Concern, confusion over 17-storey building at southeast corner of Queen Street East and Coxwell Avenue

The proposal for the southeast corner of Coxwell Avenue and Queen Street East includes a 17-storey building which will face onto the Eastern Avenue side (seen in this photo) of the site. Photo by Alan Shackleton.

By ALI RAZA, Local Journalism Initiative Reporter

A new development proposed for Queen Street East and Coxwell Avenue is too tall for the neighbourhood and will set an unwanted precedent, some Beach residents are saying.

Residents are “concerned and confused” regarding a 17-storey development coming to 1631 Queen St. E.- despite guidelines that restrict height.

Many who participated in the creation of the Queen Street East Urban Design Guidelines for the Beach in 2012 – guidelines that restricted building heights to maintain a district agreed-upon character – are wondering what to make of a new Housing Now mixed-use development.

“We’re somewhere on the spectrum between concerned and confused,” Jeffrey Levitt said. “It was kind of surprising to see the city come out with this proposal.”

Levitt was involved in developing the Queen Street East Urban Design Guidelines. He is supportive of the affordable housing initiative, stressing that is not the cause of concern among residents.

The proposed height is the “elephant in the room,” he noted.

The site is located southeast of Queen Street East and Coxwell Avenue, and falls within the Queen Street East Urban Design Guidelines which cover building heights along Queen Street East in the Beach from Coxwell to Nursewood Road.

The current occupants of the site are the Beaches Employment and Social Services Centre and the Coxwell Toronto Early Childcare Centre, as well as a closed road allowance. The redevelopment aims to bring a mix of retail and residential areas, including affordable housing units via the city’s Housing Now initiative, as well as an expansion of the childcare centre.

At a community meeting on Dec. 7, 2020, most residents in attendance expressed support for the affordable housing initiative and the other redevelopments on the site. The main concern since that meeting has been the 17-storey height of the residential units, which significantly exceeds the height limits established in 2012.

“In the absence of an explanation from the city as to why they think these designs are appropriate we no longer know what to make of the guidelines, and we don’t know what the guidelines means for the next development on Queen Street East,” Levitt explained.

In the designs shown then, the building frontage on Queen Street East would be just over six storeys while in the middle of the lot, and the 17-storeys would front Eastern Avenue.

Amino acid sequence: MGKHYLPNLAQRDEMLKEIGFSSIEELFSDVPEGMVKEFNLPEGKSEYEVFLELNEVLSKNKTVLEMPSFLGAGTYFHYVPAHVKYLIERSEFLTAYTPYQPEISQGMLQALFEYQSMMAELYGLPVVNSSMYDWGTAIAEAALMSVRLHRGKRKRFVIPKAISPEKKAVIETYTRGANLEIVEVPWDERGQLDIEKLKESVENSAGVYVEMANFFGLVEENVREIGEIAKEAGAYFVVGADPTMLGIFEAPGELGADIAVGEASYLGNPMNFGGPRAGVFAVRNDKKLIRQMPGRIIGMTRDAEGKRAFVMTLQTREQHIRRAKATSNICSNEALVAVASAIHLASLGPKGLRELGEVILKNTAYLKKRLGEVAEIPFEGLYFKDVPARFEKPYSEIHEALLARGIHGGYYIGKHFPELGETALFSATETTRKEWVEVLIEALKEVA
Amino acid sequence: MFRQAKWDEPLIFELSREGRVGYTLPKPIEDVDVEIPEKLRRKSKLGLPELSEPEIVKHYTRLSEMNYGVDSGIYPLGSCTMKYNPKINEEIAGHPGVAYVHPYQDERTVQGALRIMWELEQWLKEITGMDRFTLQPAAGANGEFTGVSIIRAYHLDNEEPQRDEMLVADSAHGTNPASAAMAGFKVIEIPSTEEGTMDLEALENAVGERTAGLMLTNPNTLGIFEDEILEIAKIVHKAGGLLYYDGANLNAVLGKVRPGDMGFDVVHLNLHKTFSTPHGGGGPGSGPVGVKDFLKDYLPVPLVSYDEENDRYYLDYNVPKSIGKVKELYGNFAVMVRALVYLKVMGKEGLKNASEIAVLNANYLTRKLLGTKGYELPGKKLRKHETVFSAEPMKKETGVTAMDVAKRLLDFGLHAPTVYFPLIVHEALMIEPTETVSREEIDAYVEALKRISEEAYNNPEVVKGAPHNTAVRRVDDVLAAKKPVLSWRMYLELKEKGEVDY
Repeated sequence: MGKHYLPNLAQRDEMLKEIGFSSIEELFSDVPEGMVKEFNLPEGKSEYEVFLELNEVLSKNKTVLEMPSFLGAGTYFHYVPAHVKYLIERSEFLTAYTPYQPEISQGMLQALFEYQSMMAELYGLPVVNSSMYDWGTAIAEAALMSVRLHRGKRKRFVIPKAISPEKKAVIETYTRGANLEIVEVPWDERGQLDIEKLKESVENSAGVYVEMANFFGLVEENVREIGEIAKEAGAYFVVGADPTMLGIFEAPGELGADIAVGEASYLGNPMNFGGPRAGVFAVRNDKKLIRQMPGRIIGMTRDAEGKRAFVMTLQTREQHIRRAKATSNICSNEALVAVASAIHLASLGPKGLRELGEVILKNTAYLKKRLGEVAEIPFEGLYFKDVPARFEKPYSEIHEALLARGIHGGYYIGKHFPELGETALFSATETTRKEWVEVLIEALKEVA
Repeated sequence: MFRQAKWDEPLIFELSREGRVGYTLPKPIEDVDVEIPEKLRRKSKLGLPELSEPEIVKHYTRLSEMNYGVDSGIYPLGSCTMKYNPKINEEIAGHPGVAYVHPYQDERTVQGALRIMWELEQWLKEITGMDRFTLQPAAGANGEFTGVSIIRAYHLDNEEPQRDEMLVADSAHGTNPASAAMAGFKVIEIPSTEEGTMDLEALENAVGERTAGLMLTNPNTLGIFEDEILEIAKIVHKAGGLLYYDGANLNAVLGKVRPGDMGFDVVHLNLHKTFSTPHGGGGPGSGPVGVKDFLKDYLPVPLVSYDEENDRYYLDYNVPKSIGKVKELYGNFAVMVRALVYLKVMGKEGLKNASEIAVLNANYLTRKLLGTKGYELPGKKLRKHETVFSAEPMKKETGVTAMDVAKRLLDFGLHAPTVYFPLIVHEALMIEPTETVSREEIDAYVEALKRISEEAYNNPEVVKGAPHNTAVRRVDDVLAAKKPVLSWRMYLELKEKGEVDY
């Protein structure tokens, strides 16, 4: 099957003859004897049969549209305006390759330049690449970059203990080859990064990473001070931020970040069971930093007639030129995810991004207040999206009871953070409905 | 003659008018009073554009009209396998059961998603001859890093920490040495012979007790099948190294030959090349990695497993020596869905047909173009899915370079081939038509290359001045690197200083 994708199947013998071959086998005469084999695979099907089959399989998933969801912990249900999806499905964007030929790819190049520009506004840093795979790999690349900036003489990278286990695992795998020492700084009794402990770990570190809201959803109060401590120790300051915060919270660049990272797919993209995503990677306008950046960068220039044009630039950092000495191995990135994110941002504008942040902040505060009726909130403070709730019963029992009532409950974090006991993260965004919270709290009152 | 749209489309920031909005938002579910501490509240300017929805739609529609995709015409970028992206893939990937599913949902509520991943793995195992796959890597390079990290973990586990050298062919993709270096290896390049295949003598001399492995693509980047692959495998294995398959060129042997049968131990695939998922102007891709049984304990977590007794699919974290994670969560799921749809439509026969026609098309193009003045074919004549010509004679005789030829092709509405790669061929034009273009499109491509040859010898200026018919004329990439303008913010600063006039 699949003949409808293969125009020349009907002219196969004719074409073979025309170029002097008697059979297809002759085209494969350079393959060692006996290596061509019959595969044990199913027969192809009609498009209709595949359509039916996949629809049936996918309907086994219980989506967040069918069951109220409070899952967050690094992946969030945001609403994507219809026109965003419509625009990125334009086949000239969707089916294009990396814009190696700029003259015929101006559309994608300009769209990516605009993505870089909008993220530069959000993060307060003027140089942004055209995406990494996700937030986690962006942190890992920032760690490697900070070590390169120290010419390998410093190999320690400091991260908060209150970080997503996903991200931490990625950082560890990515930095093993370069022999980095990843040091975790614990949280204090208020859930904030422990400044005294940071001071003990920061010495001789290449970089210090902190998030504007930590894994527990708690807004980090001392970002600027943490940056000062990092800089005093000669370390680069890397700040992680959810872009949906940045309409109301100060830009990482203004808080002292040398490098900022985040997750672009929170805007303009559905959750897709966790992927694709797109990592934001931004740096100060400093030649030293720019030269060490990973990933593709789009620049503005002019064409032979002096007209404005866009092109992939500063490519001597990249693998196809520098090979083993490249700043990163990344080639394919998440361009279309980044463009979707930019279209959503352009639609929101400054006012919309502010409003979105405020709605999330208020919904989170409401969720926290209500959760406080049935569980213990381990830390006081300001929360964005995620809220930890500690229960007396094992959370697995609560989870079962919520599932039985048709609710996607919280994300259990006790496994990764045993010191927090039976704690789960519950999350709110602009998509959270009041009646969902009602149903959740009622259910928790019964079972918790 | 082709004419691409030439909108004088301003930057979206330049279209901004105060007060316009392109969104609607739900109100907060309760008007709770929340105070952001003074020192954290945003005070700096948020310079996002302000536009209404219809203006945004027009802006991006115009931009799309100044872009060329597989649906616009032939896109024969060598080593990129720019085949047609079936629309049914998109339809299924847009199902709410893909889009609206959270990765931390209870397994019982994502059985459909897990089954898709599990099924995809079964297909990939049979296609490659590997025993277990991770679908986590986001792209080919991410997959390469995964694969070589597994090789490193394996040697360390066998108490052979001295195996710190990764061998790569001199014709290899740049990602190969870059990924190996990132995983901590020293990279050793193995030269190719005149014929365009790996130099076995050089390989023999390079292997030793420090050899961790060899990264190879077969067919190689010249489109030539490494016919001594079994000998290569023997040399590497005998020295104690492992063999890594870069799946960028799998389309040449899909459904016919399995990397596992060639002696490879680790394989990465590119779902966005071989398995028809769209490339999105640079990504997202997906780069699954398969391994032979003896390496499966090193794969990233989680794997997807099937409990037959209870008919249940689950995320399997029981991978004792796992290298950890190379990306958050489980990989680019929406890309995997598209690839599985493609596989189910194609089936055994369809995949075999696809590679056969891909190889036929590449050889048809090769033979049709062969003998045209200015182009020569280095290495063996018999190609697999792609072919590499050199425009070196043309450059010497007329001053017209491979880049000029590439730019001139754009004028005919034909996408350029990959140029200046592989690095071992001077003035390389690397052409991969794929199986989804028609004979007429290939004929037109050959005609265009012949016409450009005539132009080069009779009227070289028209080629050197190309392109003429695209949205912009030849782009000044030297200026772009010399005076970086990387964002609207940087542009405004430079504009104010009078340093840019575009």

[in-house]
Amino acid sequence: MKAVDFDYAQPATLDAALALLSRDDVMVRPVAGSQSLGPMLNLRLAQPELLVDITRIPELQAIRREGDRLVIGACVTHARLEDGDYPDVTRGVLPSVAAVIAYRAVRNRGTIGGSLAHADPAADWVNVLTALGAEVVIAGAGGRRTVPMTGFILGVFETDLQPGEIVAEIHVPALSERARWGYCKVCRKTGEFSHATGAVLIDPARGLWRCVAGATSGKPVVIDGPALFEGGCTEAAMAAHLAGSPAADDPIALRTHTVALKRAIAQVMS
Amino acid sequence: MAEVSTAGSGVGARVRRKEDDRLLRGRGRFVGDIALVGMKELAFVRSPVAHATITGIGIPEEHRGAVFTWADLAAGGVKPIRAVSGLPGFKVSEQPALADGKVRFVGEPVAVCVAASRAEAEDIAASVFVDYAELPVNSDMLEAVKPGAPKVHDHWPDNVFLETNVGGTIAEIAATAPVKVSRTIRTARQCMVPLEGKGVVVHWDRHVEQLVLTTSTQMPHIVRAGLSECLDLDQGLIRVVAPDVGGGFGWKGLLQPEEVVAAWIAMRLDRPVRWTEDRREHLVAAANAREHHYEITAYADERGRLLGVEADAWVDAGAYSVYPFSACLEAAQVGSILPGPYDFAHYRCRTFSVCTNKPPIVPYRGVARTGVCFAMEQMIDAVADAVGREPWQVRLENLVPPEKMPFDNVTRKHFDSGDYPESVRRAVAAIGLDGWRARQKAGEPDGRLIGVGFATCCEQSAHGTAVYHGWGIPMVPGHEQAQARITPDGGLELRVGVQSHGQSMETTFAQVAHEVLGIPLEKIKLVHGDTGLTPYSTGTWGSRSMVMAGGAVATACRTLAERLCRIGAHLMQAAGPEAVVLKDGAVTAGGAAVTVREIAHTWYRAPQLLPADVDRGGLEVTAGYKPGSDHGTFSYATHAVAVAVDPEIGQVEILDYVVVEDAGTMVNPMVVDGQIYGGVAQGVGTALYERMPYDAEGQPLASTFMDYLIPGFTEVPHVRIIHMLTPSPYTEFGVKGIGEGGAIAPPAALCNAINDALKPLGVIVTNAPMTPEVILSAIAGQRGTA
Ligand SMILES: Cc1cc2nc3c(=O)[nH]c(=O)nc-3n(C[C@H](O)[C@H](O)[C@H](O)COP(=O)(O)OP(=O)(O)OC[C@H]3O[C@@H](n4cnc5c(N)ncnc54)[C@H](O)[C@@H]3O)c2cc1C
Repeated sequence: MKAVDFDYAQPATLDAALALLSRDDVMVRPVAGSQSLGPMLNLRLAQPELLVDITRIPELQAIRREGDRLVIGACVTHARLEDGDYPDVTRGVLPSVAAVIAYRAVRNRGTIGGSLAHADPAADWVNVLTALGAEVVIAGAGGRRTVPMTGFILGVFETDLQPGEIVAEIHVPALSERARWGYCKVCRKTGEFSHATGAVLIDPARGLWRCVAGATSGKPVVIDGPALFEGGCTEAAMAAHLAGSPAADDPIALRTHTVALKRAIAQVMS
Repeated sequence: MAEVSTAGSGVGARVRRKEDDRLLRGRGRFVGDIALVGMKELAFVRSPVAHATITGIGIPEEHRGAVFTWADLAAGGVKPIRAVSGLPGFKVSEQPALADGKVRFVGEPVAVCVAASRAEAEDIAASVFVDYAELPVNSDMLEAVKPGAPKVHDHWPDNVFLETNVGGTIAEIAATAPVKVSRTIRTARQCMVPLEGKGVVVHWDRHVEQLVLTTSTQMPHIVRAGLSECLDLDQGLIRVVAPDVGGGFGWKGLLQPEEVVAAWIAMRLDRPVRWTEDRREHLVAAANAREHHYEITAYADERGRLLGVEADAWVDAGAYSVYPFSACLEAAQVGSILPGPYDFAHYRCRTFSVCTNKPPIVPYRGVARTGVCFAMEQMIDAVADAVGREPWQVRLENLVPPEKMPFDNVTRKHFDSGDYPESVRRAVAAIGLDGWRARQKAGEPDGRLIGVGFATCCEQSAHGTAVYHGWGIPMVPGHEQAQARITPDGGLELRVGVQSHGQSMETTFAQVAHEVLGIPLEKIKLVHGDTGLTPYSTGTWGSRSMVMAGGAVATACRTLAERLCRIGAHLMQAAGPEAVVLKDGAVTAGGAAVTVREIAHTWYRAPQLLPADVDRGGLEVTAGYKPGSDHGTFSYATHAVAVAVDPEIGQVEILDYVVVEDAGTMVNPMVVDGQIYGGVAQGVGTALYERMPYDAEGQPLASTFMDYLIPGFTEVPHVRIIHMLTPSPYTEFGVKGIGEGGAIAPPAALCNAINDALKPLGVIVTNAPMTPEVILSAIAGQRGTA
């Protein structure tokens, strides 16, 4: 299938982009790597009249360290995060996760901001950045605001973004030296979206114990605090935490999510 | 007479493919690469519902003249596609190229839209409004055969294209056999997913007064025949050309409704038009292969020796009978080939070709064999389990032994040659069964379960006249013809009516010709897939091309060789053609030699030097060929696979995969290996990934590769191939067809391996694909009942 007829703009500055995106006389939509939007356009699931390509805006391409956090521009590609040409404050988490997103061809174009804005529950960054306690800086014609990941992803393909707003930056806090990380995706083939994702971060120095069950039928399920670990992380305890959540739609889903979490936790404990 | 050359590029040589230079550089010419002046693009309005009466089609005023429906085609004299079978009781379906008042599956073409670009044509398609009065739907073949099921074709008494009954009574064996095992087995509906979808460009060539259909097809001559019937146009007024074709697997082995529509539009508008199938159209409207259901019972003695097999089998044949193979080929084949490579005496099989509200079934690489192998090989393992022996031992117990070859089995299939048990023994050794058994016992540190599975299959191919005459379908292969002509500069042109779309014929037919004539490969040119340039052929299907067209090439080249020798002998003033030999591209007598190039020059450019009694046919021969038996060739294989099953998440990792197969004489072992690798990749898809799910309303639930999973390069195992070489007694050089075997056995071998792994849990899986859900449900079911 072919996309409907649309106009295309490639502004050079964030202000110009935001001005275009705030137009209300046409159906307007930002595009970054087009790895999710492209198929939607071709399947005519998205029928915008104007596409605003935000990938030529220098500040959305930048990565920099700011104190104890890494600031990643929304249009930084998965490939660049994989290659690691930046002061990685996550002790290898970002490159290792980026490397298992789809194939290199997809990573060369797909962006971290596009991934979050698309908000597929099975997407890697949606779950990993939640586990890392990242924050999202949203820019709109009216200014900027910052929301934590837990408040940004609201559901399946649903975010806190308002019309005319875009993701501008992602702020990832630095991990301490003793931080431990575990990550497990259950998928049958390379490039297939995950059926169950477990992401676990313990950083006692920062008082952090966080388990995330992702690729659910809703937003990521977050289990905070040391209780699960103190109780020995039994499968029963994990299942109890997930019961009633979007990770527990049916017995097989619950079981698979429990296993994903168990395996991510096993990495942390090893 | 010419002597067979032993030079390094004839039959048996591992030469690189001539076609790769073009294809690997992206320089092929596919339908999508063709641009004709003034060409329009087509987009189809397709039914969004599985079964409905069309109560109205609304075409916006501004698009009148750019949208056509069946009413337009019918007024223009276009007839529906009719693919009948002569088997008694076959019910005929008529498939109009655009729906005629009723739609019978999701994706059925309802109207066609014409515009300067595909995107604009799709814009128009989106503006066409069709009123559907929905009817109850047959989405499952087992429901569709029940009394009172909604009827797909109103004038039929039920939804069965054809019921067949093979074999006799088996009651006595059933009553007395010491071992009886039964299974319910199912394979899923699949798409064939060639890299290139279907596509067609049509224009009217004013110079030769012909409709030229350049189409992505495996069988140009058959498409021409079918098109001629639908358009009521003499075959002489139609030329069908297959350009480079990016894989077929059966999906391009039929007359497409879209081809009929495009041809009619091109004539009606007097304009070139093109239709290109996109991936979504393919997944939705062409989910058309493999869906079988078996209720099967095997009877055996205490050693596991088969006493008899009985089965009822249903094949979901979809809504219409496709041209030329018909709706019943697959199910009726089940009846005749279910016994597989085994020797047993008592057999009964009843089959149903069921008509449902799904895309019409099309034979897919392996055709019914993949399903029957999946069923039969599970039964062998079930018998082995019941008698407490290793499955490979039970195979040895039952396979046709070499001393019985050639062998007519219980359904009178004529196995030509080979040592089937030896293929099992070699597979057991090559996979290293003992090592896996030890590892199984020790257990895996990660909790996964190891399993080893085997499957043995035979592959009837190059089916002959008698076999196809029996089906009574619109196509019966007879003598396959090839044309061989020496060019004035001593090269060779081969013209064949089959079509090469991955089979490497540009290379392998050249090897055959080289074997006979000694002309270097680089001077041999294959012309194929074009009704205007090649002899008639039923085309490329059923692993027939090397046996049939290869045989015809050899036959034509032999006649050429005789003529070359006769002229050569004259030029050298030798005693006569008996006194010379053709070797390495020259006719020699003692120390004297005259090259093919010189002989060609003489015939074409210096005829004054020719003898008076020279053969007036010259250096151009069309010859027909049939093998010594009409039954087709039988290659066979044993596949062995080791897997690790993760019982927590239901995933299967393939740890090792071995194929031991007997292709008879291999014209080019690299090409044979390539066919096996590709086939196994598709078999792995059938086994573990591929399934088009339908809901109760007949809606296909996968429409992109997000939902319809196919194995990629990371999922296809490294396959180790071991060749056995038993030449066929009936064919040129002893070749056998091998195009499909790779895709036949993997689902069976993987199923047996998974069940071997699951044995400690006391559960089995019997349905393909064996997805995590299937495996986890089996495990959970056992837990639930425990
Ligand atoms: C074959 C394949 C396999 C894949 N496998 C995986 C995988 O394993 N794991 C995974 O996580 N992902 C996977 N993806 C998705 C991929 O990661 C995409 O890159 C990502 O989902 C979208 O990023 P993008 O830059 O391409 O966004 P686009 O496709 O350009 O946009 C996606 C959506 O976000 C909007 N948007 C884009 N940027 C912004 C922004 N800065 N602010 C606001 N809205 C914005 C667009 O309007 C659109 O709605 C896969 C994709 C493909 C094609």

While not quite 17-storeys fronting Queen Street East, residents say it still sets a precedent for developers.

“The main height for this proposal would be based on the Eastern Avenue frontage,” Beaches-East York Councillor Brad Bradford said. “This site is quite large and not typical of other lots on Queen.”

From Levitt’s understanding, the building will be eight storeys fronting Queen Street, 10 storeys in the middle, and 17 facing Eastern Avenue, exceeding the guidelines’ six-storey limit.

The city’s agency, Housing Now, says an exception to the Queen Street East Urban Design Guidelines to exceed the height limit would support 25 per cent more affordable housing at the site. It adds this possibility for the site was raised when the guidelines were first developed in 2012.

Levitt said the city has not addressed or adequately explained to residents why it’s “blowing through the height limit.”

In a letter to Beach Metro News, residents Mary Campbell and Barbara Myrvold noted the exception seemed unnecessary.

“The proponents should have done some research to find out that affordable housing units have been sprinkled through the Beach over the years,” they wrote. “These have not been high-rises; but instead, existing houses or new low-rise buildings were used. They were designed so that the dwellings blended with the neighbourhood.”

They also raised concerns regarding the “height-setting precedent” for future buildings.

Bradford is largely supportive of the initiative, and doesn’t believe it will change the neighbourhood’s character.

“A proposal that exceeds the general six-storey recommendation won’t set a negative precedent for all of Queen Street,” he said.

“Height and density has to make sense in context, and I certainly wouldn’t support 17-storeys anywhere along Queen Street.”

Levitt and other residents believe more dialogue is needed with the city to completely understand why the planning decisions were made.

Bradford has noted that there are more community consultation meetings to come, but since the Dec. 7 meeting, residents have been waiting for more answers.

“We went into this process with some element of confidence in the guidelines,” said Levitt. “Coming out of this because of the lack of dialogue and justification for departure, then there’s less confidence.”

“People aren’t confused if they have an explanation,” he added. “They’re usually confused when they don’t.”

Ali Raza is a Local Journalism Initiative Reporter for Beach Metro News. His reporting is funded by the Government of Canada through its Local Journalism Initiative.

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